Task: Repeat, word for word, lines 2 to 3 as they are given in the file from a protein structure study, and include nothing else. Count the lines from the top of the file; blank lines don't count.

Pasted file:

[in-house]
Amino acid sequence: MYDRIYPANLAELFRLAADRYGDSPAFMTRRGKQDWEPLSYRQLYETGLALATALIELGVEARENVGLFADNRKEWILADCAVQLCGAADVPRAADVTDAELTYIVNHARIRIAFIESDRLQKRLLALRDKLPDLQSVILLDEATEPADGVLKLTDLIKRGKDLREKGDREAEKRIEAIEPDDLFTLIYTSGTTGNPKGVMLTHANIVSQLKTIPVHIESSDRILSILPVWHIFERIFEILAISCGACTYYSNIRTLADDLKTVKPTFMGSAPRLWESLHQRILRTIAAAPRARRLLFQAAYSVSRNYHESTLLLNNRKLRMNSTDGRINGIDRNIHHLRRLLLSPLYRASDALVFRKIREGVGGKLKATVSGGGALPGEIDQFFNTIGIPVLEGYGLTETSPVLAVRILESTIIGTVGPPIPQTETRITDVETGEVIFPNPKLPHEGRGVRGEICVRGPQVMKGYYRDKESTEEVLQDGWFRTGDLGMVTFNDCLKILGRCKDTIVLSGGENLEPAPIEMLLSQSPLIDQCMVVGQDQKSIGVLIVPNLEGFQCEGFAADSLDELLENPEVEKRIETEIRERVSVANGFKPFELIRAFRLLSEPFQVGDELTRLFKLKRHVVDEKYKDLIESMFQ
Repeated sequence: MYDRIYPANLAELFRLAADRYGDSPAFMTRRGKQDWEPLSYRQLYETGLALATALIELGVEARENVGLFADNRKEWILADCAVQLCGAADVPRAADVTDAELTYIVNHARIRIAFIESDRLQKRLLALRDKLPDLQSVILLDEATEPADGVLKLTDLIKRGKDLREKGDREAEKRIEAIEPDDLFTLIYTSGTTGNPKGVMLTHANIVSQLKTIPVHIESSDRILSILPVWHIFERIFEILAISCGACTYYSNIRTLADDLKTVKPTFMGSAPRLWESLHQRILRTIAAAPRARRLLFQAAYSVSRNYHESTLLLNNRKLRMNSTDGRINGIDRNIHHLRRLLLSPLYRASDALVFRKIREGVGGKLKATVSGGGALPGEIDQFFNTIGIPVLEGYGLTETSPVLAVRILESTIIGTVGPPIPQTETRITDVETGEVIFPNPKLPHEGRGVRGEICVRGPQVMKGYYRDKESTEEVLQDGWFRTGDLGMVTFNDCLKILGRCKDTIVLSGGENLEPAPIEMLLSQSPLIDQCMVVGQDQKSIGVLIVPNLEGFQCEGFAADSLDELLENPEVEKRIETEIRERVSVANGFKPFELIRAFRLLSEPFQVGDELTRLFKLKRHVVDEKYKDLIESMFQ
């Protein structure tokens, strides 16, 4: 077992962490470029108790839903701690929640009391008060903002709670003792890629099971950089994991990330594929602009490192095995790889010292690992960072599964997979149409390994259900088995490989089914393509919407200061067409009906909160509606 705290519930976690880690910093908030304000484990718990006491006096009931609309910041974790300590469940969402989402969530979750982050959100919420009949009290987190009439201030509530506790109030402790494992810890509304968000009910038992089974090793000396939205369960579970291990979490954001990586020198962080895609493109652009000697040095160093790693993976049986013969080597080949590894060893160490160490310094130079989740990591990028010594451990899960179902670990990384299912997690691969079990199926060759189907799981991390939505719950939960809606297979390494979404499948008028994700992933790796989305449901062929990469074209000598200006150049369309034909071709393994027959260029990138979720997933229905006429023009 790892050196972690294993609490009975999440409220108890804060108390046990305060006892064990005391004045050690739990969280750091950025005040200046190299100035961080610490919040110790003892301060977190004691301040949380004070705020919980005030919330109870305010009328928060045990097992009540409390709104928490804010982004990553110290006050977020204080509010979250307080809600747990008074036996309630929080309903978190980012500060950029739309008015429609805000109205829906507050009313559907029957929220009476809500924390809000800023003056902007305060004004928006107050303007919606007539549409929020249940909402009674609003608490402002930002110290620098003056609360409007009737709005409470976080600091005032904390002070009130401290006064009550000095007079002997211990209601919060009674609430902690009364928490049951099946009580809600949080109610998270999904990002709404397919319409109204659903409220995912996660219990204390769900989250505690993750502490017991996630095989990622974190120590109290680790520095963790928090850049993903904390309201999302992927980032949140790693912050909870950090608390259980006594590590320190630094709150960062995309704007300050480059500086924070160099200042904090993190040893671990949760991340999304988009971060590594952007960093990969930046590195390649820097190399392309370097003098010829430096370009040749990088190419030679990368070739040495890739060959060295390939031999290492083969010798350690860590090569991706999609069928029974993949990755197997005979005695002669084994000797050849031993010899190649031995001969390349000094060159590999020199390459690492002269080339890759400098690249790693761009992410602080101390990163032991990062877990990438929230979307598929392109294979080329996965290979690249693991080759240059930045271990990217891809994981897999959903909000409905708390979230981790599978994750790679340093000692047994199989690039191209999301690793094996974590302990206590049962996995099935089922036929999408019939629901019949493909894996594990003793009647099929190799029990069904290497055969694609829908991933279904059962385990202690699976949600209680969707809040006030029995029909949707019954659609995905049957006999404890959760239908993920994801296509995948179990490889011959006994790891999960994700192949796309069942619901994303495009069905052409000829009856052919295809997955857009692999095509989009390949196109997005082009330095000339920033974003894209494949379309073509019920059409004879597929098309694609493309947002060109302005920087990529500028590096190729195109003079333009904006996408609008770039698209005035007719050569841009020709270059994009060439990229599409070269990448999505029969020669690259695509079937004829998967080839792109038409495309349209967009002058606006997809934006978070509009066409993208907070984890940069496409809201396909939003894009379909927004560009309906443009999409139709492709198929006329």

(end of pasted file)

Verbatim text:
Amino acid sequence: MYDRIYPANLAELFRLAADRYGDSPAFMTRRGKQDWEPLSYRQLYETGLALATALIELGVEARENVGLFADNRKEWILADCAVQLCGAADVPRAADVTDAELTYIVNHARIRIAFIESDRLQKRLLALRDKLPDLQSVILLDEATEPADGVLKLTDLIKRGKDLREKGDREAEKRIEAIEPDDLFTLIYTSGTTGNPKGVMLTHANIVSQLKTIPVHIESSDRILSILPVWHIFERIFEILAISCGACTYYSNIRTLADDLKTVKPTFMGSAPRLWESLHQRILRTIAAAPRARRLLFQAAYSVSRNYHESTLLLNNRKLRMNSTDGRINGIDRNIHHLRRLLLSPLYRASDALVFRKIREGVGGKLKATVSGGGALPGEIDQFFNTIGIPVLEGYGLTETSPVLAVRILESTIIGTVGPPIPQTETRITDVETGEVIFPNPKLPHEGRGVRGEICVRGPQVMKGYYRDKESTEEVLQDGWFRTGDLGMVTFNDCLKILGRCKDTIVLSGGENLEPAPIEMLLSQSPLIDQCMVVGQDQKSIGVLIVPNLEGFQCEGFAADSLDELLENPEVEKRIETEIRERVSVANGFKPFELIRAFRLLSEPFQVGDELTRLFKLKRHVVDEKYKDLIESMFQ
Repeated sequence: MYDRIYPANLAELFRLAADRYGDSPAFMTRRGKQDWEPLSYRQLYETGLALATALIELGVEARENVGLFADNRKEWILADCAVQLCGAADVPRAADVTDAELTYIVNHARIRIAFIESDRLQKRLLALRDKLPDLQSVILLDEATEPADGVLKLTDLIKRGKDLREKGDREAEKRIEAIEPDDLFTLIYTSGTTGNPKGVMLTHANIVSQLKTIPVHIESSDRILSILPVWHIFERIFEILAISCGACTYYSNIRTLADDLKTVKPTFMGSAPRLWESLHQRILRTIAAAPRARRLLFQAAYSVSRNYHESTLLLNNRKLRMNSTDGRINGIDRNIHHLRRLLLSPLYRASDALVFRKIREGVGGKLKATVSGGGALPGEIDQFFNTIGIPVLEGYGLTETSPVLAVRILESTIIGTVGPPIPQTETRITDVETGEVIFPNPKLPHEGRGVRGEICVRGPQVMKGYYRDKESTEEVLQDGWFRTGDLGMVTFNDCLKILGRCKDTIVLSGGENLEPAPIEMLLSQSPLIDQCMVVGQDQKSIGVLIVPNLEGFQCEGFAADSLDELLENPEVEKRIETEIRERVSVANGFKPFELIRAFRLLSEPFQVGDELTRLFKLKRHVVDEKYKDLIESMFQ